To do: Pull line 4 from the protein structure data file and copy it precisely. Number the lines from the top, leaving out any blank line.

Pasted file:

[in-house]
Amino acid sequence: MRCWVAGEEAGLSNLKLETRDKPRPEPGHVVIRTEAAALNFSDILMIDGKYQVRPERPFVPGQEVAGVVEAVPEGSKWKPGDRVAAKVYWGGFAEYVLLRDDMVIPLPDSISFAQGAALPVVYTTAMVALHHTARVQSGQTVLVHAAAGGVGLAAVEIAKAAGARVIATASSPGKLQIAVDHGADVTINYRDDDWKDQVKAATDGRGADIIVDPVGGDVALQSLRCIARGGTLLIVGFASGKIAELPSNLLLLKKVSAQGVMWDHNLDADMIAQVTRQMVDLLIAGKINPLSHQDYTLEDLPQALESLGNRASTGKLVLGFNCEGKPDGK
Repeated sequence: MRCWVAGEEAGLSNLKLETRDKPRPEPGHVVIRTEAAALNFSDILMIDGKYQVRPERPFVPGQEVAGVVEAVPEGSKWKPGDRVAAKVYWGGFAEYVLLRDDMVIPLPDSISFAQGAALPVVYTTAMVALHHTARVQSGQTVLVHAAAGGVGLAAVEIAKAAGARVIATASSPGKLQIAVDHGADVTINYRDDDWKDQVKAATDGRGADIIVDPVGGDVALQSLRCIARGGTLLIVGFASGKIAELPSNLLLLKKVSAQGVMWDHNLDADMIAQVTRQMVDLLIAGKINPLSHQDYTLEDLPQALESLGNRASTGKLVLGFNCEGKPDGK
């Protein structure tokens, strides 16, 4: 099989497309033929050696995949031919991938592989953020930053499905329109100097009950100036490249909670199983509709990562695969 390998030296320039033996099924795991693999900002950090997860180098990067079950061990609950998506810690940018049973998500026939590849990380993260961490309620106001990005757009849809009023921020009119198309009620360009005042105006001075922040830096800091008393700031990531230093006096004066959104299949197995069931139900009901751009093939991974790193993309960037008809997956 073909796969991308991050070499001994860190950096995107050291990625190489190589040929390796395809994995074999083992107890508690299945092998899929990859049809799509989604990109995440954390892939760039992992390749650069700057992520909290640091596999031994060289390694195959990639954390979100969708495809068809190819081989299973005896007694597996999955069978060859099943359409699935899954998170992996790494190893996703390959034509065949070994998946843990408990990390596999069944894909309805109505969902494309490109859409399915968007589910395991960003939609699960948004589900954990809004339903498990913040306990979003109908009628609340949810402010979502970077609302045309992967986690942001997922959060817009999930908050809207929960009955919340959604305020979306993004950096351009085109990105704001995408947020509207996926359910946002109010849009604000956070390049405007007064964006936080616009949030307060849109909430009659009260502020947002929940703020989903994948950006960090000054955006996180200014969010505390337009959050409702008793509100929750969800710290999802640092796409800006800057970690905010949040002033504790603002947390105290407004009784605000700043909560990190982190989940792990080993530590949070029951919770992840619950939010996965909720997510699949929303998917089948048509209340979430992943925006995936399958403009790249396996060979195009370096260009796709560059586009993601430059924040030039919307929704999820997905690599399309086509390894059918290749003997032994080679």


């Protein structure tokens, strides 16, 4: 099989497309033929050696995949031919991938592989953020930053499905329109100097009950100036490249909670199983509709990562695969 390998030296320039033996099924795991693999900002950090997860180098990067079950061990609950998506810690940018049973998500026939590849990380993260961490309620106001990005757009849809009023921020009119198309009620360009005042105006001075922040830096800091008393700031990531230093006096004066959104299949197995069931139900009901751009093939991974790193993309960037008809997956 073909796969991308991050070499001994860190950096995107050291990625190489190589040929390796395809994995074999083992107890508690299945092998899929990859049809799509989604990109995440954390892939760039992992390749650069700057992520909290640091596999031994060289390694195959990639954390979100969708495809068809190819081989299973005896007694597996999955069978060859099943359409699935899954998170992996790494190893996703390959034509065949070994998946843990408990990390596999069944894909309805109505969902494309490109859409399915968007589910395991960003939609699960948004589900954990809004339903498990913040306990979003109908009628609340949810402010979502970077609302045309992967986690942001997922959060817009999930908050809207929960009955919340959604305020979306993004950096351009085109990105704001995408947020509207996926359910946002109010849009604000956070390049405007007064964006936080616009949030307060849109909430009659009260502020947002929940703020989903994948950006960090000054955006996180200014969010505390337009959050409702008793509100929750969800710290999802640092796409800006800057970690905010949040002033504790603002947390105290407004009784605000700043909560990190982190989940792990080993530590949070029951919770992840619950939010996965909720997510699949929303998917089948048509209340979430992943925006995936399958403009790249396996060979195009370096260009796709560059586009993601430059924040030039919307929704999820997905690599399309086509390894059918290749003997032994080679």